'Baby' Robot Learns Language Like The Real Thing

Jun 23, 2012
Originally published on June 23, 2012 11:51 am

A baby robot has been born. Now, with little DeeChee's help, researchers are studying how babies transition from babbling to forming words.

Dr. Caroline Lyons of the University of Hertfordshire is one of the computer scientists who helped design DeeChee the robot. She tells Weekend Edition host Scott Simon that humans are also critical to their experiments.

"One of our ideas is that you only learn to speak by interacting with another human. So we brought in a lot of ordinary participants and just asked them to teach DeeChee the names of shapes and colors."

As one might expect, not everyone is a great teacher. The study, published by the Public Library of Science One, puts it diplomatically:

"Some participants were better teachers than others: some of the less good produced very sparse utterances, while other talkative participants praised DeeChee, whatever it did, which skewed the learning process towards non-words."

Along with the study, researchers posted a video of a participant teaching DeeChee.

Lyons says the experiments, which last just eight minutes, are intended to simulate a focused, therapeutic learning session, rather than the gradual learning babies do in their everyday environments.

DeeChee started out knowing most of the syllables in the English language, as Slate reports.

"As humans talk, DeeChee tracks the number of times different syllables are used. It then uses the more common sounds to recognize words, which it can then speak."

The robot keeps a record of the syllables it hears and speaks, producing data for the researchers.

DeeChee has white plastic skin and a smile of red lights. Its hands can grab and gesture — and the participants respond to its human-like features.

"You can see how people do enter into the spirit of the thing," Lyons says, "and they do tend to talk to DeeChee as if it was a small child."

Wired Magazine explains that the lifelike design of humanoid robots like DeeChee is not just for the participants' sake.

"Many researchers think certain cognitive processes are shaped by the bodies in which they occur. A brain in a vat would think and learn very differently than a brain in a body."

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Teaching a baby to speak is more art than science. It begins with babble and almost like magic the child says mama and dada, then no, uh-oh, mine, especially mine. But sometimes children struggle to learn to speak. A team of linguists, computer scientists and psychologists in Britain think robots might help explain why that happens.

They've created the world's first baby robot, DeeChee; white plastic skin and a smile of red lights and articulated hands that grab and gesture almost like an infant. Now, scientists hope that DeeChee's silicon brain will help explain what's going on in the minds of human babies. We're joined now from BBC Studios in Luton, England by Dr. Caroline Lyon, one of the computer scientists who helped design DeeChee.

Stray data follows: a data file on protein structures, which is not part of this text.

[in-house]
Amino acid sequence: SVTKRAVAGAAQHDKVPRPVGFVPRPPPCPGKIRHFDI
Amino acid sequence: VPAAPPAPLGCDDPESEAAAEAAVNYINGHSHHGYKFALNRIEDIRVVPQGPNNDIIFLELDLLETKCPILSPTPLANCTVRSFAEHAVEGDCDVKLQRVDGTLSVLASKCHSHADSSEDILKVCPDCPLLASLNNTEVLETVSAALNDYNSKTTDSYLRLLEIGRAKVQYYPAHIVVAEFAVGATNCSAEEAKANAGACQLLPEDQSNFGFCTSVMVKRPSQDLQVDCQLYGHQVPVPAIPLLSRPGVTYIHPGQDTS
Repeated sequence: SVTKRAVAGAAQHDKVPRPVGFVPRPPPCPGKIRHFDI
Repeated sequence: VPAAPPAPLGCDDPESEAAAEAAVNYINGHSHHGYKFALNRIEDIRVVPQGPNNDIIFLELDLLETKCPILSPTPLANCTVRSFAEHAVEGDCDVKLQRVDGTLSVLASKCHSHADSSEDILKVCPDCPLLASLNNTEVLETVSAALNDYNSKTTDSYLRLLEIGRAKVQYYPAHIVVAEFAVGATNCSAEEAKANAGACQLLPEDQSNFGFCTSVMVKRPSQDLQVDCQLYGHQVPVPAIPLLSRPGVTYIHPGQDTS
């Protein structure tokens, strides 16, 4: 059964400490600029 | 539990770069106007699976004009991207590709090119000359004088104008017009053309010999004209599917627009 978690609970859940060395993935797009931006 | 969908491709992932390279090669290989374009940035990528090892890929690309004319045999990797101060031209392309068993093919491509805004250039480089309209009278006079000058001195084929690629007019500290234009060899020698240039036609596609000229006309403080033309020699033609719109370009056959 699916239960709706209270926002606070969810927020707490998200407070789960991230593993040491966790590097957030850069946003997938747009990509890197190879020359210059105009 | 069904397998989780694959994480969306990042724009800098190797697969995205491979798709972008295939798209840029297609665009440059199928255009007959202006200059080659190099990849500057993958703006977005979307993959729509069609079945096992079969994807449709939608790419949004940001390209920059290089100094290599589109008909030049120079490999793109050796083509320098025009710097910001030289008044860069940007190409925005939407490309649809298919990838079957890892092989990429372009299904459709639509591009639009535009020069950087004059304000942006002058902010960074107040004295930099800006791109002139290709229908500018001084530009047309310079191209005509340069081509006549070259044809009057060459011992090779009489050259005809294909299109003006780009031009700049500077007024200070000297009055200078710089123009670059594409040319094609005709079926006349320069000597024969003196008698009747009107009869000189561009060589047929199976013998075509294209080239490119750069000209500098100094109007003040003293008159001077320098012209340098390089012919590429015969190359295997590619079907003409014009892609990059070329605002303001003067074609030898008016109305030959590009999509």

Thanks so much for being with us.

DR. CAROLINE LYON: Hello. Nice to be with you.

SIMON: Well, how do you teach DeeChee to speak?

LYON: Well, we've brought in a lot of ordinary participants and just asked him to teach DeeChee the names of shapes and colors. And to begin, with the robot can only babble. It just produces random babble.

DEECHEE: (Babbling) No.

LYON: And then as the conversation progresses, what they come out with begins to resemble what the teacher's been saying.

SIMON: Let's listen to a bit. This is a woman volunteer teaching colors and shapes to DeeChee.

UNIDENTIFIED WOMAN: And then we have a red circle.

DEECHEE: Red balls, green (unintelligible).

UNIDENTIFIED WOMAN: What about a green heart then?

DEECHEE: (unintelligible) green.

SIMON: That almost sounds like Julie Andrews teaching the Von Trapp kids "Do-Re-Mi."


LYON: Well, you can see how people do enter into the spirit of the thing. And they do tend to talk to DeeChee as if it was a small child.

SIMON: We - I hope you'll sit still for us to run a little experiment by you that we ran on our own, because one of producers here has a 13-month-old daughter. And he tried to do the same experiment that you folks did with DeeChee with his daughter Charlie.

PRODUCER: Green circle.

CHARLIE: (Babbling)

PRODUCER: Good, good. Close. Can you say green?

CHARLIE: (Screaming)

SIMON: Aw. That's pretty cute, isn't it, doctor?

LYON: Well, that's sweet, yes. Of course, one of the things we have to remember is that human babies are in a speaking world every hour of the waking day. So, when we were teaching, it was more like a therapeutic session perhaps, where you're actually trying to teach rather than the baby picking up what it hears a lot of the time.

SIMON: So, have you learned something already from DeeChee?

LYON: Well, the main thing that we've done in our work is that we've looked at a known feature of tiny children that they are sensitive to frequencies of different sounds. And we've made a practical demonstration about how this sensitivity can help them learn words.

SIMON: Dr. Caroline Lyon, computer scientist, University of Hertfordshire. Thanks very much for being with us.

LYON: Thanks a lot. Transcript provided by NPR, Copyright NPR.